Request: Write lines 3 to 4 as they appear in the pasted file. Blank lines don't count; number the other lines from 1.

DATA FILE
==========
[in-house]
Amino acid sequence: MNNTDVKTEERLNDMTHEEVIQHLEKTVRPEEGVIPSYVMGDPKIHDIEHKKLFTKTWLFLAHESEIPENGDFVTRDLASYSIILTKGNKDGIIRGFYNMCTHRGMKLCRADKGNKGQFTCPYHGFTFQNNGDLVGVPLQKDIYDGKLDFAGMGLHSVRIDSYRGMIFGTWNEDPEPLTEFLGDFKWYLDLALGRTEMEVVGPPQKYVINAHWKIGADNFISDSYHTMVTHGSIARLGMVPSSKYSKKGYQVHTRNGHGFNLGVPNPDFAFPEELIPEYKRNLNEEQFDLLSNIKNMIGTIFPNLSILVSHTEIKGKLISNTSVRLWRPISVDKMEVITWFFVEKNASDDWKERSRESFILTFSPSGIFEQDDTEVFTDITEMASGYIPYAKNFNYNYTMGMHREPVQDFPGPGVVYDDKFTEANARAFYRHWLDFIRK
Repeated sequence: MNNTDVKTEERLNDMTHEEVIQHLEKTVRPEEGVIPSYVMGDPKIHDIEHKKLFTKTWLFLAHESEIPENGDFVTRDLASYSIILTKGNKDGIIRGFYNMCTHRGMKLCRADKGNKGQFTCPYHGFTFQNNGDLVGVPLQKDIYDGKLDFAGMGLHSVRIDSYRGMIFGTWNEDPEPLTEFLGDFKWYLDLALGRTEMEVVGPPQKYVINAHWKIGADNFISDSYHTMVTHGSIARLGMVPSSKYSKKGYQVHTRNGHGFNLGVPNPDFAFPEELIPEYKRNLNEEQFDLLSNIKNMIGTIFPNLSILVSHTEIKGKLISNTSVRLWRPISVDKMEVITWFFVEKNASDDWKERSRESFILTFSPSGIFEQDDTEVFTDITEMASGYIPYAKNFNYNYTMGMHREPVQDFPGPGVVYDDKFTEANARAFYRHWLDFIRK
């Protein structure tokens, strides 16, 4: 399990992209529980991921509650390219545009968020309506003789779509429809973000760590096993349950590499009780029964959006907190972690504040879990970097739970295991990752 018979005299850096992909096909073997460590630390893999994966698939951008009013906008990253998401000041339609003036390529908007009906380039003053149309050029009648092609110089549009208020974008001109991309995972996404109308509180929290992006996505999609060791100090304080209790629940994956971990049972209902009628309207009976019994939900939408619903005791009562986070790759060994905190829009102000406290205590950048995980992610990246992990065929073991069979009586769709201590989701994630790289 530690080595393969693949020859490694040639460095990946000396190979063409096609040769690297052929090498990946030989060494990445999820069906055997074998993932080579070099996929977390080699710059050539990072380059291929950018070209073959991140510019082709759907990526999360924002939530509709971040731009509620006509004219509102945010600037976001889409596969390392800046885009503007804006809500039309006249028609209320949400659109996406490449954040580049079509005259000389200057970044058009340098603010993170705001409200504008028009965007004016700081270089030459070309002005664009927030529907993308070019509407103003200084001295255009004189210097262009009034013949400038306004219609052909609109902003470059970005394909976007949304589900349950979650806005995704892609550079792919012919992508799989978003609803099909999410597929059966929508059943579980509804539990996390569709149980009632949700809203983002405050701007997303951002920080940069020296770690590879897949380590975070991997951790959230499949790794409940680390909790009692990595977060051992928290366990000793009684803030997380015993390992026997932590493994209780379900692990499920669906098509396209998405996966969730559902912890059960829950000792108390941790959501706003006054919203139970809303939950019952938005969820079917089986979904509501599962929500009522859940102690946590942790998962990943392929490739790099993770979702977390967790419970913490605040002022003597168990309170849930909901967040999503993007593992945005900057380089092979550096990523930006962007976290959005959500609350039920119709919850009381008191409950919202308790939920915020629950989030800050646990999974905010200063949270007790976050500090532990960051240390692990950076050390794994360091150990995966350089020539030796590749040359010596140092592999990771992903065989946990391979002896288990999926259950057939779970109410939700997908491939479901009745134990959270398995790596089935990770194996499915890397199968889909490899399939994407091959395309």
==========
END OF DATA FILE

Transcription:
Repeated sequence: MNNTDVKTEERLNDMTHEEVIQHLEKTVRPEEGVIPSYVMGDPKIHDIEHKKLFTKTWLFLAHESEIPENGDFVTRDLASYSIILTKGNKDGIIRGFYNMCTHRGMKLCRADKGNKGQFTCPYHGFTFQNNGDLVGVPLQKDIYDGKLDFAGMGLHSVRIDSYRGMIFGTWNEDPEPLTEFLGDFKWYLDLALGRTEMEVVGPPQKYVINAHWKIGADNFISDSYHTMVTHGSIARLGMVPSSKYSKKGYQVHTRNGHGFNLGVPNPDFAFPEELIPEYKRNLNEEQFDLLSNIKNMIGTIFPNLSILVSHTEIKGKLISNTSVRLWRPISVDKMEVITWFFVEKNASDDWKERSRESFILTFSPSGIFEQDDTEVFTDITEMASGYIPYAKNFNYNYTMGMHREPVQDFPGPGVVYDDKFTEANARAFYRHWLDFIRK
């Protein structure tokens, strides 16, 4: 399990992209529980991921509650390219545009968020309506003789779509429809973000760590096993349950590499009780029964959006907190972690504040879990970097739970295991990752 018979005299850096992909096909073997460590630390893999994966698939951008009013906008990253998401000041339609003036390529908007009906380039003053149309050029009648092609110089549009208020974008001109991309995972996404109308509180929290992006996505999609060791100090304080209790629940994956971990049972209902009628309207009976019994939900939408619903005791009562986070790759060994905190829009102000406290205590950048995980992610990246992990065929073991069979009586769709201590989701994630790289 530690080595393969693949020859490694040639460095990946000396190979063409096609040769690297052929090498990946030989060494990445999820069906055997074998993932080579070099996929977390080699710059050539990072380059291929950018070209073959991140510019082709759907990526999360924002939530509709971040731009509620006509004219509102945010600037976001889409596969390392800046885009503007804006809500039309006249028609209320949400659109996406490449954040580049079509005259000389200057970044058009340098603010993170705001409200504008028009965007004016700081270089030459070309002005664009927030529907993308070019509407103003200084001295255009004189210097262009009034013949400038306004219609052909609109902003470059970005394909976007949304589900349950979650806005995704892609550079792919012919992508799989978003609803099909999410597929059966929508059943579980509804539990996390569709149980009632949700809203983002405050701007997303951002920080940069020296770690590879897949380590975070991997951790959230499949790794409940680390909790009692990595977060051992928290366990000793009684803030997380015993390992026997932590493994209780379900692990499920669906098509396209998405996966969730559902912890059960829950000792108390941790959501706003006054919203139970809303939950019952938005969820079917089986979904509501599962929500009522859940102690946590942790998962990943392929490739790099993770979702977390967790419970913490605040002022003597168990309170849930909901967040999503993007593992945005900057380089092979550096990523930006962007976290959005959500609350039920119709919850009381008191409950919202308790939920915020629950989030800050646990999974905010200063949270007790976050500090532990960051240390692990950076050390794994360091150990995966350089020539030796590749040359010596140092592999990771992903065989946990391979002896288990999926259950057939779970109410939700997908491939479901009745134990959270398995790596089935990770194996499915890397199968889909490899399939994407091959395309």